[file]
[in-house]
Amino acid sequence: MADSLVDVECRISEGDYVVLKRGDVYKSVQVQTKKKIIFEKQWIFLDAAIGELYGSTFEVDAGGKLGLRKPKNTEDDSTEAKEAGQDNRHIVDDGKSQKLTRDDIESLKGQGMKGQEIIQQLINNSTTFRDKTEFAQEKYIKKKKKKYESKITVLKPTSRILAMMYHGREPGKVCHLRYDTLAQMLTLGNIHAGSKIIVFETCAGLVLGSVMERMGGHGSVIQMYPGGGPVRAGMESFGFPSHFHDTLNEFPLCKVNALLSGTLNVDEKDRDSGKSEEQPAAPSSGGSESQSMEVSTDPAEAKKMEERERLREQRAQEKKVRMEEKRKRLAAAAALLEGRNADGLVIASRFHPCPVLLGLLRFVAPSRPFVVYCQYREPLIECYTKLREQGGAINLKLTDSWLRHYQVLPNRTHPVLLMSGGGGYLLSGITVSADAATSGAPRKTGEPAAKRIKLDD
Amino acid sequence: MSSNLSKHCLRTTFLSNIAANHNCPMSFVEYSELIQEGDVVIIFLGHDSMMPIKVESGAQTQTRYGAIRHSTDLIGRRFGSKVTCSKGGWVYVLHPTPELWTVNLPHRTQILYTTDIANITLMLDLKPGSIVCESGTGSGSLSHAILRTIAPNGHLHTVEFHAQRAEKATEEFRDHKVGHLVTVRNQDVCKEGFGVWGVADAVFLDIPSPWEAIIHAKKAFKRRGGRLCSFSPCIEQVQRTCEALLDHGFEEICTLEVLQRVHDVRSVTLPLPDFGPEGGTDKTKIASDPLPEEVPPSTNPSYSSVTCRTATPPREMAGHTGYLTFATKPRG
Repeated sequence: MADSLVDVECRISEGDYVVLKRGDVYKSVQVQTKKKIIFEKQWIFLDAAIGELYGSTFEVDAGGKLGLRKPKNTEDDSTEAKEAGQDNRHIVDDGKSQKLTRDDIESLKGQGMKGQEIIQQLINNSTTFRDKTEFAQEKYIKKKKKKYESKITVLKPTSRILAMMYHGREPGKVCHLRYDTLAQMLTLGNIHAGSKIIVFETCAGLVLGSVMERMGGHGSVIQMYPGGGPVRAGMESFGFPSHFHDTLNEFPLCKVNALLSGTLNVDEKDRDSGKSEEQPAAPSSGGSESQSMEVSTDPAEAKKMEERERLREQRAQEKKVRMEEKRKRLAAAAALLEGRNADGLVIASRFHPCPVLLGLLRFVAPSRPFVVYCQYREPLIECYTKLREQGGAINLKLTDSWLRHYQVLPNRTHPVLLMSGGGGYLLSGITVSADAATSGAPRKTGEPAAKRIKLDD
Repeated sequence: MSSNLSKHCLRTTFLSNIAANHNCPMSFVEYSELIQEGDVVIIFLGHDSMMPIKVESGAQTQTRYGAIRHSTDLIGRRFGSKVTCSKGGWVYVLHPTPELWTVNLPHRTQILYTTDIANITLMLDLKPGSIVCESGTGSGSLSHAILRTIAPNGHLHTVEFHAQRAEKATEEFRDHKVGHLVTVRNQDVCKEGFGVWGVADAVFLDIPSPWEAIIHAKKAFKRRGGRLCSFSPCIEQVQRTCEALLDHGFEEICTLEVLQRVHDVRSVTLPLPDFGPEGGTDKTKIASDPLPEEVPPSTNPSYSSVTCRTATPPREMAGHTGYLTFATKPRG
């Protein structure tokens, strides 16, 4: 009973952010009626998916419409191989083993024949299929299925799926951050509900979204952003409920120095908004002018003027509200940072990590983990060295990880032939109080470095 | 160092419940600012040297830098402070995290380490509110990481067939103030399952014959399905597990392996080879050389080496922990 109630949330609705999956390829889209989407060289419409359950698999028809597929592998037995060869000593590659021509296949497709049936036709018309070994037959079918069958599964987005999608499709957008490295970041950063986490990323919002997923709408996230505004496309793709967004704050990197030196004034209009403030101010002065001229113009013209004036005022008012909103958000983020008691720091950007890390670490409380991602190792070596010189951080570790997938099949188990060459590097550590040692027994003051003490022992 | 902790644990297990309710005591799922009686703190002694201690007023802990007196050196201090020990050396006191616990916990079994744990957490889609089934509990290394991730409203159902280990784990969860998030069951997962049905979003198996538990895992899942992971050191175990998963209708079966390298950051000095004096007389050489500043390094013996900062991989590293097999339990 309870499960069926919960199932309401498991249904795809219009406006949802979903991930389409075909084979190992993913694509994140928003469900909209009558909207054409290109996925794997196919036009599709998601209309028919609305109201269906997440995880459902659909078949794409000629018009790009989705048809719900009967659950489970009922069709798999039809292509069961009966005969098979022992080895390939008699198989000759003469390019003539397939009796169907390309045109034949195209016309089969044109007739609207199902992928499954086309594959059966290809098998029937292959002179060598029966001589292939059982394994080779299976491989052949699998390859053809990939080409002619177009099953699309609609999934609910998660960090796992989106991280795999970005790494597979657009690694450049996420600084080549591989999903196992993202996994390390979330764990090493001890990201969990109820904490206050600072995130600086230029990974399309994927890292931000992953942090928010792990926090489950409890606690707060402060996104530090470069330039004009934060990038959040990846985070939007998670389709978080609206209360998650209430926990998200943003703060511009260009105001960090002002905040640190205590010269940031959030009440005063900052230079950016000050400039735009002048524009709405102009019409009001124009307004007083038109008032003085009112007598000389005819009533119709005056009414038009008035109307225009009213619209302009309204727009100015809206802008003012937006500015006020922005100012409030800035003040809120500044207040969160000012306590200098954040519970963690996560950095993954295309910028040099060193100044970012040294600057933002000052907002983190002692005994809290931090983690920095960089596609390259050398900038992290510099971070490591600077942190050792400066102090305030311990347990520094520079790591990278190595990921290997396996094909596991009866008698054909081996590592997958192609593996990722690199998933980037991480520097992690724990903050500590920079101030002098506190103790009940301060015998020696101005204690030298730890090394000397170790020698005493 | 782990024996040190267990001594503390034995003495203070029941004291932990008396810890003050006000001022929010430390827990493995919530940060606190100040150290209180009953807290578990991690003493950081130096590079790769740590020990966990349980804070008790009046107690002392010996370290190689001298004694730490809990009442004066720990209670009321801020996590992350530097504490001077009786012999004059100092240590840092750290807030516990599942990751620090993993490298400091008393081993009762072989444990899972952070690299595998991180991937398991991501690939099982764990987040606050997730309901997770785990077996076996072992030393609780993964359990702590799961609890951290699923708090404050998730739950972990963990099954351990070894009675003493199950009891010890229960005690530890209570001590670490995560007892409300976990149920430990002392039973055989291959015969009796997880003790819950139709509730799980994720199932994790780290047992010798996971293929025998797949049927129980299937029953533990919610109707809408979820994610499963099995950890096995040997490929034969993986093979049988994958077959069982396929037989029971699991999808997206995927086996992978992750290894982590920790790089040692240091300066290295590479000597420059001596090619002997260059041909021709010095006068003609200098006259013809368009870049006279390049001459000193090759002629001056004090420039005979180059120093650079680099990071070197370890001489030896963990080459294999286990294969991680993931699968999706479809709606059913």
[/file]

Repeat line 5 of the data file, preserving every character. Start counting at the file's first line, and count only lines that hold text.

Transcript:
Repeated sequence: MSSNLSKHCLRTTFLSNIAANHNCPMSFVEYSELIQEGDVVIIFLGHDSMMPIKVESGAQTQTRYGAIRHSTDLIGRRFGSKVTCSKGGWVYVLHPTPELWTVNLPHRTQILYTTDIANITLMLDLKPGSIVCESGTGSGSLSHAILRTIAPNGHLHTVEFHAQRAEKATEEFRDHKVGHLVTVRNQDVCKEGFGVWGVADAVFLDIPSPWEAIIHAKKAFKRRGGRLCSFSPCIEQVQRTCEALLDHGFEEICTLEVLQRVHDVRSVTLPLPDFGPEGGTDKTKIASDPLPEEVPPSTNPSYSSVTCRTATPPREMAGHTGYLTFATKPRG